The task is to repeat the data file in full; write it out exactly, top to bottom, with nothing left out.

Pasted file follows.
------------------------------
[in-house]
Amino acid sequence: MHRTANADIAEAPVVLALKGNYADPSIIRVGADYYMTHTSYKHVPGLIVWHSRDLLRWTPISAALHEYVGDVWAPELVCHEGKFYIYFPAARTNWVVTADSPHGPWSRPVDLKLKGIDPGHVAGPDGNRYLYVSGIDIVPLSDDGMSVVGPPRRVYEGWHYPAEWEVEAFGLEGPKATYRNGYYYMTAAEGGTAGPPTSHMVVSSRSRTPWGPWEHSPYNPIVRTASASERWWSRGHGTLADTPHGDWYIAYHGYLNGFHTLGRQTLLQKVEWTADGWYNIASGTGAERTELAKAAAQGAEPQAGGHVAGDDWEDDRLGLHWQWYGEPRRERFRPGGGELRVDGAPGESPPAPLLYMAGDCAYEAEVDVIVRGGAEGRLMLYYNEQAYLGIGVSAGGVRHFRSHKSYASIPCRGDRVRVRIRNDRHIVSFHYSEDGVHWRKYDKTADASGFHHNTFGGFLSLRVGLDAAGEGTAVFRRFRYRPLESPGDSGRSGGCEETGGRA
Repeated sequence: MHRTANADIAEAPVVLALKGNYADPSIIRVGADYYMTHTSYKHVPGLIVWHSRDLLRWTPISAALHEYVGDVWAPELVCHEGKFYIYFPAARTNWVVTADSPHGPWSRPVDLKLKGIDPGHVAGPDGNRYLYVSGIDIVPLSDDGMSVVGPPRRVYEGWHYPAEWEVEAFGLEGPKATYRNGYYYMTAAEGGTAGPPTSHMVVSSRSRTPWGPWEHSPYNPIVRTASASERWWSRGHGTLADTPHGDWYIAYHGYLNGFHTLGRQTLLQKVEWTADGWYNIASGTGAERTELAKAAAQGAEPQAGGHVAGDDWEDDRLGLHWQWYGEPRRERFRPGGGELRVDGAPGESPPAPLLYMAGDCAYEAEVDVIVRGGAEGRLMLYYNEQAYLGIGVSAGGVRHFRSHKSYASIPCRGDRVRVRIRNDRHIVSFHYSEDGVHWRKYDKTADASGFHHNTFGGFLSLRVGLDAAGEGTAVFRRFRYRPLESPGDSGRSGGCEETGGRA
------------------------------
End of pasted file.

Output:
[in-house]
Amino acid sequence: MHRTANADIAEAPVVLALKGNYADPSIIRVGADYYMTHTSYKHVPGLIVWHSRDLLRWTPISAALHEYVGDVWAPELVCHEGKFYIYFPAARTNWVVTADSPHGPWSRPVDLKLKGIDPGHVAGPDGNRYLYVSGIDIVPLSDDGMSVVGPPRRVYEGWHYPAEWEVEAFGLEGPKATYRNGYYYMTAAEGGTAGPPTSHMVVSSRSRTPWGPWEHSPYNPIVRTASASERWWSRGHGTLADTPHGDWYIAYHGYLNGFHTLGRQTLLQKVEWTADGWYNIASGTGAERTELAKAAAQGAEPQAGGHVAGDDWEDDRLGLHWQWYGEPRRERFRPGGGELRVDGAPGESPPAPLLYMAGDCAYEAEVDVIVRGGAEGRLMLYYNEQAYLGIGVSAGGVRHFRSHKSYASIPCRGDRVRVRIRNDRHIVSFHYSEDGVHWRKYDKTADASGFHHNTFGGFLSLRVGLDAAGEGTAVFRRFRYRPLESPGDSGRSGGCEETGGRA
Repeated sequence: MHRTANADIAEAPVVLALKGNYADPSIIRVGADYYMTHTSYKHVPGLIVWHSRDLLRWTPISAALHEYVGDVWAPELVCHEGKFYIYFPAARTNWVVTADSPHGPWSRPVDLKLKGIDPGHVAGPDGNRYLYVSGIDIVPLSDDGMSVVGPPRRVYEGWHYPAEWEVEAFGLEGPKATYRNGYYYMTAAEGGTAGPPTSHMVVSSRSRTPWGPWEHSPYNPIVRTASASERWWSRGHGTLADTPHGDWYIAYHGYLNGFHTLGRQTLLQKVEWTADGWYNIASGTGAERTELAKAAAQGAEPQAGGHVAGDDWEDDRLGLHWQWYGEPRRERFRPGGGELRVDGAPGESPPAPLLYMAGDCAYEAEVDVIVRGGAEGRLMLYYNEQAYLGIGVSAGGVRHFRSHKSYASIPCRGDRVRVRIRNDRHIVSFHYSEDGVHWRKYDKTADASGFHHNTFGGFLSLRVGLDAAGEGTAVFRRFRYRPLESPGDSGRSGGCEETGGRA